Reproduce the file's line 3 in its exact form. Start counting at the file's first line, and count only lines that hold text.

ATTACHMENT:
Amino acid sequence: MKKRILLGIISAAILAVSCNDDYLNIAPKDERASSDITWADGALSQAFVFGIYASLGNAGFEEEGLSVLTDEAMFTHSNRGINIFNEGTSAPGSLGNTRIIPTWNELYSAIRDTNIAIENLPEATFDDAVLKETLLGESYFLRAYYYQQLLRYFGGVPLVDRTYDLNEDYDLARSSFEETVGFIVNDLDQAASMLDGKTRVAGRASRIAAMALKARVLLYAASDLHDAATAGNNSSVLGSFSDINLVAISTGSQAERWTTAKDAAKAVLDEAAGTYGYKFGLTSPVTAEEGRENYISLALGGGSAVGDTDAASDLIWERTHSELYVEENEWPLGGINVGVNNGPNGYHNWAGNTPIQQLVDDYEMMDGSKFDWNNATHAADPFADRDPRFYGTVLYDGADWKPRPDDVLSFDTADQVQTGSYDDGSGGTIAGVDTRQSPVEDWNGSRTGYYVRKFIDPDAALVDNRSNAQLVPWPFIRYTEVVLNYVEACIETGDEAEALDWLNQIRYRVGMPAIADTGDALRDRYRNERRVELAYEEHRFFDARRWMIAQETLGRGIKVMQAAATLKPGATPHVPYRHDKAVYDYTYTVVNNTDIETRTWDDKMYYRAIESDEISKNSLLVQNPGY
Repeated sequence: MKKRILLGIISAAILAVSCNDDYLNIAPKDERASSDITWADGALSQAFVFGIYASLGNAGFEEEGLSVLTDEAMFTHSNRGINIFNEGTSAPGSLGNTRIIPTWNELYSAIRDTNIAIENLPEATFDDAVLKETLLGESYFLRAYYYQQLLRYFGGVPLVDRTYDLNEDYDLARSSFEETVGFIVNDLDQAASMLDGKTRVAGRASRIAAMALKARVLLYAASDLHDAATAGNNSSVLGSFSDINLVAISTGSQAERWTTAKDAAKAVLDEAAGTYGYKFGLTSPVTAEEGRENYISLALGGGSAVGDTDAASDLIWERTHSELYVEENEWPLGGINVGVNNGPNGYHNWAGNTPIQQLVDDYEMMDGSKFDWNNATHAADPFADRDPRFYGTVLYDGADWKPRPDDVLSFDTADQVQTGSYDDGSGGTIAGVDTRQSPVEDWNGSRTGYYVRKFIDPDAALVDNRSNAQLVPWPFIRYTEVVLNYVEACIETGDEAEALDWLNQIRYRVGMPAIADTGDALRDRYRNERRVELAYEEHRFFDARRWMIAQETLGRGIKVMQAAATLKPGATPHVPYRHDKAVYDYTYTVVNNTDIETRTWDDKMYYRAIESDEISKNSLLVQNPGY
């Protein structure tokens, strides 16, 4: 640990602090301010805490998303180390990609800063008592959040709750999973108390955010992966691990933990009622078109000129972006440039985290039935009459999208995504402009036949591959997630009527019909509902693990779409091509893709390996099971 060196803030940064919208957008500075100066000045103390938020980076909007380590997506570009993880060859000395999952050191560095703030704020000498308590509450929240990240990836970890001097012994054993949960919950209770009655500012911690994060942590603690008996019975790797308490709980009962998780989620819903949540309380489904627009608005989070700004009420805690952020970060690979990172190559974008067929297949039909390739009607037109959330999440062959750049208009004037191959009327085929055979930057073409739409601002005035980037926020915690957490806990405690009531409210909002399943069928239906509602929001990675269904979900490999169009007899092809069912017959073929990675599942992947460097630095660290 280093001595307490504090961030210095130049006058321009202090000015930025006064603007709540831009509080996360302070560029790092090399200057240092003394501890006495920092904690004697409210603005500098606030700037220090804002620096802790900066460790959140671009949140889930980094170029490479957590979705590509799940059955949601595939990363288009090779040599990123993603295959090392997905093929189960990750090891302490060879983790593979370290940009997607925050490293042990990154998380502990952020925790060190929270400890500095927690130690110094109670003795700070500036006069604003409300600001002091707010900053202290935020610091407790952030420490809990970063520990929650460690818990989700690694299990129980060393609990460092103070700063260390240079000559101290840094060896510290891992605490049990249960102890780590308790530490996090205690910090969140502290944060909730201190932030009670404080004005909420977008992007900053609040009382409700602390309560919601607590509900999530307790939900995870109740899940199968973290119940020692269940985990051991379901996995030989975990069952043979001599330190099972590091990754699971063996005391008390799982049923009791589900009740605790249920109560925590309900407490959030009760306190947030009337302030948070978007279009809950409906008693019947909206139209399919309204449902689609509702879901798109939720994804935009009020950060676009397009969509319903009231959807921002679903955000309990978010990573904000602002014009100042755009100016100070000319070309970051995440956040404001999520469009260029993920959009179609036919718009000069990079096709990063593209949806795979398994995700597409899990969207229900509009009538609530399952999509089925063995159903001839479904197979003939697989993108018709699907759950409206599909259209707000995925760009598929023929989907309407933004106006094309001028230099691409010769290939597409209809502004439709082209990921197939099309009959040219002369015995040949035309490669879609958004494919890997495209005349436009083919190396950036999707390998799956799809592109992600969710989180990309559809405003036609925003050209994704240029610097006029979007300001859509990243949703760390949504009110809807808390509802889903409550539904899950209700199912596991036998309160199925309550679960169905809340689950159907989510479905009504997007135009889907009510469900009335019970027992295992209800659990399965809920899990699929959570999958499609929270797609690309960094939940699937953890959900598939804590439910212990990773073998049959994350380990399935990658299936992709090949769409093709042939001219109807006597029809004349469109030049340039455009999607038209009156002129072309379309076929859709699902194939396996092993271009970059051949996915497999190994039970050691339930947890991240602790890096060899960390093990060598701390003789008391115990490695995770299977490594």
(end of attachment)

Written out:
């Protein structure tokens, strides 16, 4: 640990602090301010805490998303180390990609800063008592959040709750999973108390955010992966691990933990009622078109000129972006440039985290039935009459999208995504402009036949591959997630009527019909509902693990779409091509893709390996099971 060196803030940064919208957008500075100066000045103390938020980076909007380590997506570009993880060859000395999952050191560095703030704020000498308590509450929240990240990836970890001097012994054993949960919950209770009655500012911690994060942590603690008996019975790797308490709980009962998780989620819903949540309380489904627009608005989070700004009420805690952020970060690979990172190559974008067929297949039909390739009607037109959330999440062959750049208009004037191959009327085929055979930057073409739409601002005035980037926020915690957490806990405690009531409210909002399943069928239906509602929001990675269904979900490999169009007899092809069912017959073929990675599942992947460097630095660290 280093001595307490504090961030210095130049006058321009202090000015930025006064603007709540831009509080996360302070560029790092090399200057240092003394501890006495920092904690004697409210603005500098606030700037220090804002620096802790900066460790959140671009949140889930980094170029490479957590979705590509799940059955949601595939990363288009090779040599990123993603295959090392997905093929189960990750090891302490060879983790593979370290940009997607925050490293042990990154998380502990952020925790060190929270400890500095927690130690110094109670003795700070500036006069604003409300600001002091707010900053202290935020610091407790952030420490809990970063520990929650460690818990989700690694299990129980060393609990460092103070700063260390240079000559101290840094060896510290891992605490049990249960102890780590308790530490996090205690910090969140502290944060909730201190932030009670404080004005909420977008992007900053609040009382409700602390309560919601607590509900999530307790939900995870109740899940199968973290119940020692269940985990051991379901996995030989975990069952043979001599330190099972590091990754699971063996005391008390799982049923009791589900009740605790249920109560925590309900407490959030009760306190947030009337302030948070978007279009809950409906008693019947909206139209399919309204449902689609509702879901798109939720994804935009009020950060676009397009969509319903009231959807921002679903955000309990978010990573904000602002014009100042755009100016100070000319070309970051995440956040404001999520469009260029993920959009179609036919718009000069990079096709990063593209949806795979398994995700597409899990969207229900509009009538609530399952999509089925063995159903001839479904197979003939697989993108018709699907759950409206599909259209707000995925760009598929023929989907309407933004106006094309001028230099691409010769290939597409209809502004439709082209990921197939099309009959040219002369015995040949035309490669879609958004494919890997495209005349436009083919190396950036999707390998799956799809592109992600969710989180990309559809405003036609925003050209994704240029610097006029979007300001859509990243949703760390949504009110809807808390509802889903409550539904899950209700199912596991036998309160199925309550679960169905809340689950159907989510479905009504997007135009889907009510469900009335019970027992295992209800659990399965809920899990699929959570999958499609929270797609690309960094939940699937953890959900598939804590439910212990990773073998049959994350380990399935990658299936992709090949769409093709042939001219109807006597029809004349469109030049340039455009999607038209009156002129072309379309076929859709699902194939396996092993271009970059051949996915497999190994039970050691339930947890991240602790890096060899960390093990060598701390003789008391115990490695995770299977490594």